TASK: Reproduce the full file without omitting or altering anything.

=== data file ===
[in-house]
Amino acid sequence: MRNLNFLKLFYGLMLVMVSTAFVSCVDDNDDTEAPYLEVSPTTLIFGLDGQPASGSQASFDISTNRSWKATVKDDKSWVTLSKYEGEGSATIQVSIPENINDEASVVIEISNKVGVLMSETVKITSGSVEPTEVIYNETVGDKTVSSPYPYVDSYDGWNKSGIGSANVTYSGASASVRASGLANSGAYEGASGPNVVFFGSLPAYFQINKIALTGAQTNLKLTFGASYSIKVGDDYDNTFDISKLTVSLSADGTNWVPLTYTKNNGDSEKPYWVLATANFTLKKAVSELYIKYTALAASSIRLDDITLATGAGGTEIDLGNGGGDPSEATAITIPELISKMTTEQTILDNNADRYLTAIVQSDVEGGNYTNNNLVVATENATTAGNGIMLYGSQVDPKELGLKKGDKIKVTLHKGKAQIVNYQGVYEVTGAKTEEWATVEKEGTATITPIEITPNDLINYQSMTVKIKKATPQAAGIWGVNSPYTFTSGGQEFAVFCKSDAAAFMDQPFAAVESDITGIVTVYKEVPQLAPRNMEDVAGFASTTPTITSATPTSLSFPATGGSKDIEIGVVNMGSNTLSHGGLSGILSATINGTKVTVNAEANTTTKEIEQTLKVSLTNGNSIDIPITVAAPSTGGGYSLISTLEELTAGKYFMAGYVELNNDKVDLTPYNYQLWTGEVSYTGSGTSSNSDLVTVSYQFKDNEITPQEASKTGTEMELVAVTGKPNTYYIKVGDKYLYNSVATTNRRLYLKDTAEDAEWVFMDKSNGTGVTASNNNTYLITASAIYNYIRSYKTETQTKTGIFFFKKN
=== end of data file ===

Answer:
[in-house]
Amino acid sequence: MRNLNFLKLFYGLMLVMVSTAFVSCVDDNDDTEAPYLEVSPTTLIFGLDGQPASGSQASFDISTNRSWKATVKDDKSWVTLSKYEGEGSATIQVSIPENINDEASVVIEISNKVGVLMSETVKITSGSVEPTEVIYNETVGDKTVSSPYPYVDSYDGWNKSGIGSANVTYSGASASVRASGLANSGAYEGASGPNVVFFGSLPAYFQINKIALTGAQTNLKLTFGASYSIKVGDDYDNTFDISKLTVSLSADGTNWVPLTYTKNNGDSEKPYWVLATANFTLKKAVSELYIKYTALAASSIRLDDITLATGAGGTEIDLGNGGGDPSEATAITIPELISKMTTEQTILDNNADRYLTAIVQSDVEGGNYTNNNLVVATENATTAGNGIMLYGSQVDPKELGLKKGDKIKVTLHKGKAQIVNYQGVYEVTGAKTEEWATVEKEGTATITPIEITPNDLINYQSMTVKIKKATPQAAGIWGVNSPYTFTSGGQEFAVFCKSDAAAFMDQPFAAVESDITGIVTVYKEVPQLAPRNMEDVAGFASTTPTITSATPTSLSFPATGGSKDIEIGVVNMGSNTLSHGGLSGILSATINGTKVTVNAEANTTTKEIEQTLKVSLTNGNSIDIPITVAAPSTGGGYSLISTLEELTAGKYFMAGYVELNNDKVDLTPYNYQLWTGEVSYTGSGTSSNSDLVTVSYQFKDNEITPQEASKTGTEMELVAVTGKPNTYYIKVGDKYLYNSVATTNRRLYLKDTAEDAEWVFMDKSNGTGVTASNNNTYLITASAIYNYIRSYKTETQTKTGIFFFKKN